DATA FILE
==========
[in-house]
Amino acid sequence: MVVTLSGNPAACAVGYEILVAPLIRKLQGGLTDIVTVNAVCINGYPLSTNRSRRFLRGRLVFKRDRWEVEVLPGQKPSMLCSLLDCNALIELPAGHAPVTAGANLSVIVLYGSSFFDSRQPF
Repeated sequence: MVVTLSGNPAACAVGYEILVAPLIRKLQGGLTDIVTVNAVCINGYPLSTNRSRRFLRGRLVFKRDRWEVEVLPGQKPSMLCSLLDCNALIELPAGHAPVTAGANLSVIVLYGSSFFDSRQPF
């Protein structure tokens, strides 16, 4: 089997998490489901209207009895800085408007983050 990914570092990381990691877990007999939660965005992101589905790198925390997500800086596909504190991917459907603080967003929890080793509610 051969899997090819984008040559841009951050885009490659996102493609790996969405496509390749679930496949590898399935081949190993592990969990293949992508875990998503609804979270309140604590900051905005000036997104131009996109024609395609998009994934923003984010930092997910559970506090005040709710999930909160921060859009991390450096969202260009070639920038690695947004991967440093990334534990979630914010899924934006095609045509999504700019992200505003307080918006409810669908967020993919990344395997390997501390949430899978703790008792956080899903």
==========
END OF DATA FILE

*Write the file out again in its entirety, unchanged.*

[in-house]
Amino acid sequence: MVVTLSGNPAACAVGYEILVAPLIRKLQGGLTDIVTVNAVCINGYPLSTNRSRRFLRGRLVFKRDRWEVEVLPGQKPSMLCSLLDCNALIELPAGHAPVTAGANLSVIVLYGSSFFDSRQPF
Repeated sequence: MVVTLSGNPAACAVGYEILVAPLIRKLQGGLTDIVTVNAVCINGYPLSTNRSRRFLRGRLVFKRDRWEVEVLPGQKPSMLCSLLDCNALIELPAGHAPVTAGANLSVIVLYGSSFFDSRQPF
């Protein structure tokens, strides 16, 4: 089997998490489901209207009895800085408007983050 990914570092990381990691877990007999939660965005992101589905790198925390997500800086596909504190991917459907603080967003929890080793509610 051969899997090819984008040559841009951050885009490659996102493609790996969405496509390749679930496949590898399935081949190993592990969990293949992508875990998503609804979270309140604590900051905005000036997104131009996109024609395609998009994934923003984010930092997910559970506090005040709710999930909160921060859009991390450096969202260009070639920038690695947004991967440093990334534990979630914010899924934006095609045509999504700019992200505003307080918006409810669908967020993919990344395997390997501390949430899978703790008792956080899903």